The report also says Philadelphia's inability to do better at collecting property taxes has cost the city and its schools $60 million in each of the last two years.
Many of the problems long have been identified - the amount owed to the city in back taxes, penalties, and interest has been accumulating for decades and stood at $522 million in April.
City Council held hearings on tax delinquency this year, and a Pew Charitable Trusts report estimated $155 million in back taxes was collectible.
Mayor Nutter announced a series of efforts to improve collections, including the creation of a new post in his cabinet, the chief revenue collections officer.
The city has increased the number of properties offered for sheriff's sale, and fiscal year tax collections were up this year, said Finance Director Rob Dubow.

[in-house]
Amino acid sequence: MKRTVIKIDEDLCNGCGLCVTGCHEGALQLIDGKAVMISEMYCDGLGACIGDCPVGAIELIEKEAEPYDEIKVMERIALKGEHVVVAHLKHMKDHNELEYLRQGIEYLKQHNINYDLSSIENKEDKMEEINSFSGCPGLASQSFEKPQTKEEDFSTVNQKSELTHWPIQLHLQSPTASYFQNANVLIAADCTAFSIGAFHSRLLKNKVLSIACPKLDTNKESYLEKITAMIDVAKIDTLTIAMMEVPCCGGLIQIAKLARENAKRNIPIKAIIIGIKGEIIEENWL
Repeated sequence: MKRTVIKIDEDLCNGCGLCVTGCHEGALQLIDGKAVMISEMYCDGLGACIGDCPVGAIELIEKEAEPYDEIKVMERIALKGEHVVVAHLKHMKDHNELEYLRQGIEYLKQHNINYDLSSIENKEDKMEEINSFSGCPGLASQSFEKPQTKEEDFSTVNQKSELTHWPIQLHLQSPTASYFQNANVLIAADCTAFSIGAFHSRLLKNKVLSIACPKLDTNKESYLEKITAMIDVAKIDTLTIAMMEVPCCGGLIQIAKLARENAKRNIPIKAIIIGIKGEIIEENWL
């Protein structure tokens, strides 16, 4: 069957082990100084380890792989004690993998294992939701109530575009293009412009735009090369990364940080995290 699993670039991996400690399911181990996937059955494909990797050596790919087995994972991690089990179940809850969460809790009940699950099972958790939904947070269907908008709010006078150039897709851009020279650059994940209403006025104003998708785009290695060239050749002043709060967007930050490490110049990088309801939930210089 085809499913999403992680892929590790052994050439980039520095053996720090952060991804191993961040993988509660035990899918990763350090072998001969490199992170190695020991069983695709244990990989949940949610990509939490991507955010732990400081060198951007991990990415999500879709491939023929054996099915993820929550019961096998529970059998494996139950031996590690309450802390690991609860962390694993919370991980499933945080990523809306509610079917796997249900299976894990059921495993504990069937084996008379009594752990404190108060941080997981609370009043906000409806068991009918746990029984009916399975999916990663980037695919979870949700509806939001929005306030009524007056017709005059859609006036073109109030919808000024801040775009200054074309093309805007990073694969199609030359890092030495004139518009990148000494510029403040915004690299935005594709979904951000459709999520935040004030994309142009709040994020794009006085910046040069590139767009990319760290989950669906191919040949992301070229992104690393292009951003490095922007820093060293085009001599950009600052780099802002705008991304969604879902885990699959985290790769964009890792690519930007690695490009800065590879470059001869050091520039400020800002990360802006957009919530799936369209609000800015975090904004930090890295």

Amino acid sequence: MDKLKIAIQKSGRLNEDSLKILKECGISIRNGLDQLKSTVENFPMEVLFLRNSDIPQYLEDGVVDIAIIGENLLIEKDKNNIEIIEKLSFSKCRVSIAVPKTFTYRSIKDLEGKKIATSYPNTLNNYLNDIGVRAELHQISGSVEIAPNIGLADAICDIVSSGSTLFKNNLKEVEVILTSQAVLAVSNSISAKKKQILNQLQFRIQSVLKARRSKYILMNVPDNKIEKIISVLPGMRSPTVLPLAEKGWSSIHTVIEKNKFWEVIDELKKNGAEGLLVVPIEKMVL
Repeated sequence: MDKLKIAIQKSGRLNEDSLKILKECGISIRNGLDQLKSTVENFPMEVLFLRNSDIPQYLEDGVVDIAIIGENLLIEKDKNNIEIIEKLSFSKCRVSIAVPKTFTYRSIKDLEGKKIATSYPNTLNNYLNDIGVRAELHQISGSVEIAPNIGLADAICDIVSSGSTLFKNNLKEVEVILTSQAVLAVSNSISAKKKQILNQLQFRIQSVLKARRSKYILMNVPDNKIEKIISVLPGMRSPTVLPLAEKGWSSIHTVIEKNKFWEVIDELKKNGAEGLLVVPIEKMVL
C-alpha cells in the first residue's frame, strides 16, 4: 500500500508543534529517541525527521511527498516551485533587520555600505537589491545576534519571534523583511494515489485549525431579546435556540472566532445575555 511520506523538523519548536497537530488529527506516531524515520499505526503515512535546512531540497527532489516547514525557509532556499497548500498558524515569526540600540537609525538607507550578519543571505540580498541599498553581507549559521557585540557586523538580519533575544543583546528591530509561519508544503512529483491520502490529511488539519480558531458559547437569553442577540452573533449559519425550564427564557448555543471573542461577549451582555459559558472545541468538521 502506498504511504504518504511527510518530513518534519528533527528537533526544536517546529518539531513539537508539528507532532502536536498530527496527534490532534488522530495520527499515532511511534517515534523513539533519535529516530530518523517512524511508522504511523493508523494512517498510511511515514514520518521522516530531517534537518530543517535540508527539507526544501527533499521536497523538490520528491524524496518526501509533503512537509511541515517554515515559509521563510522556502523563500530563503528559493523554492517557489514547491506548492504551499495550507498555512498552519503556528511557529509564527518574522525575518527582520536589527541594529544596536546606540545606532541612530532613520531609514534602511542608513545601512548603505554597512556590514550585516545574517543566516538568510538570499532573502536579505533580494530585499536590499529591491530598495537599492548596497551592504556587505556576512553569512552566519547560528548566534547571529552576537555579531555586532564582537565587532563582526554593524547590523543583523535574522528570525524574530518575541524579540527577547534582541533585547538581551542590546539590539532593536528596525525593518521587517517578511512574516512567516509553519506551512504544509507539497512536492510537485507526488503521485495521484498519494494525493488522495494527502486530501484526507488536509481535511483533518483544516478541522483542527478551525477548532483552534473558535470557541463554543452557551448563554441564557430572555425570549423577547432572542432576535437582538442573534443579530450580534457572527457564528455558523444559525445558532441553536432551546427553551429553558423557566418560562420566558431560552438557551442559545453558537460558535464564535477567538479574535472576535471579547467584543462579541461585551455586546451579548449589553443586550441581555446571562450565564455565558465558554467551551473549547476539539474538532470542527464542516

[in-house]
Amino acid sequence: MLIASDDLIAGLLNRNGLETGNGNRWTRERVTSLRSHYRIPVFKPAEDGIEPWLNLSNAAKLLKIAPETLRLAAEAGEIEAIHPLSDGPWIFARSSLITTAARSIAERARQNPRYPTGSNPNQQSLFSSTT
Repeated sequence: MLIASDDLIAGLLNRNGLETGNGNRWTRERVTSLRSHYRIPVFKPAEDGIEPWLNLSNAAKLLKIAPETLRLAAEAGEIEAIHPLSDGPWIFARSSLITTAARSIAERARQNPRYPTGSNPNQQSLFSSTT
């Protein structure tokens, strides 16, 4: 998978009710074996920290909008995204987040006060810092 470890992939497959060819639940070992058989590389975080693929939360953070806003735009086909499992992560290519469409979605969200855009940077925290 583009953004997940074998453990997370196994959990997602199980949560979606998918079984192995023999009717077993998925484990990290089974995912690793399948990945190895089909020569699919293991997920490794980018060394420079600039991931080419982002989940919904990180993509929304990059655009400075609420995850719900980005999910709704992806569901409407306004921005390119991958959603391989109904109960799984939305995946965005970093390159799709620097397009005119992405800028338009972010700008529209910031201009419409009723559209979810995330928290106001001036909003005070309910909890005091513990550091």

The city has not moved closer toward a tactic endorsed in the Butkovitz report - selling liens placed on tax delinquent property to third-party investors.
The report estimated that liens on two-thirds of the 99,000 tax delinquent properties would be attractive to investors.
The report also says the city needs to place an emphasis on preventing delinquencies, particularly by reaching out to the large number of homeowners without mortgages.
The report recommends allowing those homeowners to pay taxes in monthly installments. A bill that would allow monthly installments is nearing passage in Harrisburg.